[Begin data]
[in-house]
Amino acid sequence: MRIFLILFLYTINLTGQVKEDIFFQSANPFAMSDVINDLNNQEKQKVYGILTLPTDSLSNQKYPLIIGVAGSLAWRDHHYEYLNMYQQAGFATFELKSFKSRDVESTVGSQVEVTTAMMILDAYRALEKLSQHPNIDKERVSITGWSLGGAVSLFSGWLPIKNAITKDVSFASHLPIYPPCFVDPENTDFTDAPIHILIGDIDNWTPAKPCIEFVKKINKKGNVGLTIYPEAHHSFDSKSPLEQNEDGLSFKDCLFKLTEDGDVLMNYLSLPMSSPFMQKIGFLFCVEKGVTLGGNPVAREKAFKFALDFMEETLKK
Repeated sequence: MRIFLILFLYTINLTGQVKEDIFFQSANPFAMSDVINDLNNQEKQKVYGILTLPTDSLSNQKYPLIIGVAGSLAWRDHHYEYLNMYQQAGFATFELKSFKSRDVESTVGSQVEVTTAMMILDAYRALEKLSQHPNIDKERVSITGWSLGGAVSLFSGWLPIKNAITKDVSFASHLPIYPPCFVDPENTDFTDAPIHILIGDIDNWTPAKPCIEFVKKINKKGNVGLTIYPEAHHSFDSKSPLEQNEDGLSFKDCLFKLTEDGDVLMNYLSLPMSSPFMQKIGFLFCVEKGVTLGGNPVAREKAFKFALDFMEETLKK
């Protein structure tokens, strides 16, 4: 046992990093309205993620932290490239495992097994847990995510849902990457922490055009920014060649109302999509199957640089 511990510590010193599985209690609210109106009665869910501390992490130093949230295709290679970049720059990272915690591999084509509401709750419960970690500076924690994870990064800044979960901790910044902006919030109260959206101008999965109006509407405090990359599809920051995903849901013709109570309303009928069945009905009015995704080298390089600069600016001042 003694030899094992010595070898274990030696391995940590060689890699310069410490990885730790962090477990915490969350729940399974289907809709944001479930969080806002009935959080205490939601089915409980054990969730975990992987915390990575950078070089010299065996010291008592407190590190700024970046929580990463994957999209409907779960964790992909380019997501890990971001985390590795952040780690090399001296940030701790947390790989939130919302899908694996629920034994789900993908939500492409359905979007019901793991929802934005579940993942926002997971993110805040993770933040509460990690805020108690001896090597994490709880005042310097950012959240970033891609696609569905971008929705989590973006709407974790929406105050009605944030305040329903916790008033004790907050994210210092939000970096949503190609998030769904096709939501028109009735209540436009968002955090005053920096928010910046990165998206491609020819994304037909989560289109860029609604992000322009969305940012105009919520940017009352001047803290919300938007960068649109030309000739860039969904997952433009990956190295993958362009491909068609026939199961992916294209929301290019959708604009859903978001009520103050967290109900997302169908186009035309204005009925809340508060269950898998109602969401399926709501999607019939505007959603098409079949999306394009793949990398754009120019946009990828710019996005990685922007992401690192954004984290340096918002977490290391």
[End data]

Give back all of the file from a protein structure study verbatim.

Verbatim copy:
[in-house]
Amino acid sequence: MRIFLILFLYTINLTGQVKEDIFFQSANPFAMSDVINDLNNQEKQKVYGILTLPTDSLSNQKYPLIIGVAGSLAWRDHHYEYLNMYQQAGFATFELKSFKSRDVESTVGSQVEVTTAMMILDAYRALEKLSQHPNIDKERVSITGWSLGGAVSLFSGWLPIKNAITKDVSFASHLPIYPPCFVDPENTDFTDAPIHILIGDIDNWTPAKPCIEFVKKINKKGNVGLTIYPEAHHSFDSKSPLEQNEDGLSFKDCLFKLTEDGDVLMNYLSLPMSSPFMQKIGFLFCVEKGVTLGGNPVAREKAFKFALDFMEETLKK
Repeated sequence: MRIFLILFLYTINLTGQVKEDIFFQSANPFAMSDVINDLNNQEKQKVYGILTLPTDSLSNQKYPLIIGVAGSLAWRDHHYEYLNMYQQAGFATFELKSFKSRDVESTVGSQVEVTTAMMILDAYRALEKLSQHPNIDKERVSITGWSLGGAVSLFSGWLPIKNAITKDVSFASHLPIYPPCFVDPENTDFTDAPIHILIGDIDNWTPAKPCIEFVKKINKKGNVGLTIYPEAHHSFDSKSPLEQNEDGLSFKDCLFKLTEDGDVLMNYLSLPMSSPFMQKIGFLFCVEKGVTLGGNPVAREKAFKFALDFMEETLKK
């Protein structure tokens, strides 16, 4: 046992990093309205993620932290490239495992097994847990995510849902990457922490055009920014060649109302999509199957640089 511990510590010193599985209690609210109106009665869910501390992490130093949230295709290679970049720059990272915690591999084509509401709750419960970690500076924690994870990064800044979960901790910044902006919030109260959206101008999965109006509407405090990359599809920051995903849901013709109570309303009928069945009905009015995704080298390089600069600016001042 003694030899094992010595070898274990030696391995940590060689890699310069410490990885730790962090477990915490969350729940399974289907809709944001479930969080806002009935959080205490939601089915409980054990969730975990992987915390990575950078070089010299065996010291008592407190590190700024970046929580990463994957999209409907779960964790992909380019997501890990971001985390590795952040780690090399001296940030701790947390790989939130919302899908694996629920034994789900993908939500492409359905979007019901793991929802934005579940993942926002997971993110805040993770933040509460990690805020108690001896090597994490709880005042310097950012959240970033891609696609569905971008929705989590973006709407974790929406105050009605944030305040329903916790008033004790907050994210210092939000970096949503190609998030769904096709939501028109009735209540436009968002955090005053920096928010910046990165998206491609020819994304037909989560289109860029609604992000322009969305940012105009919520940017009352001047803290919300938007960068649109030309000739860039969904997952433009990956190295993958362009491909068609026939199961992916294209929301290019959708604009859903978001009520103050967290109900997302169908186009035309204005009925809340508060269950898998109602969401399926709501999607019939505007959603098409079949999306394009793949990398754009120019946009990828710019996005990685922007992401690192954004984290340096918002977490290391």